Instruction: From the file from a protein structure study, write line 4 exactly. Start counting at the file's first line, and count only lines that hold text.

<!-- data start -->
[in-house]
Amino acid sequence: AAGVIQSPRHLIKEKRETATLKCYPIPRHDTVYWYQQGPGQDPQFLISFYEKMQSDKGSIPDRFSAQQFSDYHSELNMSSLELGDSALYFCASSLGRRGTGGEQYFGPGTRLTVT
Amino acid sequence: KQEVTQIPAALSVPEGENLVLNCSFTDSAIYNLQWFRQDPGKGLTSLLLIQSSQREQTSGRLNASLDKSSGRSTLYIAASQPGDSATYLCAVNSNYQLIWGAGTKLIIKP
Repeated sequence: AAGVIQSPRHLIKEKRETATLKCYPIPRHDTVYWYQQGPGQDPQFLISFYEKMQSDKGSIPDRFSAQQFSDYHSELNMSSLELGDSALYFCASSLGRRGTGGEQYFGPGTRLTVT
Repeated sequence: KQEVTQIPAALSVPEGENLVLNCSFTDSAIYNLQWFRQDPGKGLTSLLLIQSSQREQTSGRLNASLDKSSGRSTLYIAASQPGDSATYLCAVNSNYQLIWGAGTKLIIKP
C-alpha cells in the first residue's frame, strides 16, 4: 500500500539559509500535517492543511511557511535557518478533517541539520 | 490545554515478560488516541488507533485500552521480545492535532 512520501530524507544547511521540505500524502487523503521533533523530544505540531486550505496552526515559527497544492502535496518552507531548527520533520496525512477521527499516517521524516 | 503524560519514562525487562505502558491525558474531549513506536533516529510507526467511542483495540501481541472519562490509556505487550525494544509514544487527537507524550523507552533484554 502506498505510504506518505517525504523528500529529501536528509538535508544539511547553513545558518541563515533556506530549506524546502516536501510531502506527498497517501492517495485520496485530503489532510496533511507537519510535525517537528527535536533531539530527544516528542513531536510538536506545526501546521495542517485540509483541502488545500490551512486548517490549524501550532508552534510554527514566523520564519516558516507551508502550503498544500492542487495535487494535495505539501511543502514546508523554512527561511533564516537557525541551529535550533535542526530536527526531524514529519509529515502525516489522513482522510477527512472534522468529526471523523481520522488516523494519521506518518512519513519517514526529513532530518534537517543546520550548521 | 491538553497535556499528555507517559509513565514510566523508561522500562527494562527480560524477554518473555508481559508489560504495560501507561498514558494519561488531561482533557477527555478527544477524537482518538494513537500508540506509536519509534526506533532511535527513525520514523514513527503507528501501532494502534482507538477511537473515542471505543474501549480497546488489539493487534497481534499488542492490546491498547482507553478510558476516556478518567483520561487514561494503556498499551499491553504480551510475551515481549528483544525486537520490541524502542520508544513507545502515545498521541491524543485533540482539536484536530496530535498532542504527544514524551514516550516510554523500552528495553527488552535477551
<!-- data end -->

Repeated sequence: AAGVIQSPRHLIKEKRETATLKCYPIPRHDTVYWYQQGPGQDPQFLISFYEKMQSDKGSIPDRFSAQQFSDYHSELNMSSLELGDSALYFCASSLGRRGTGGEQYFGPGTRLTVT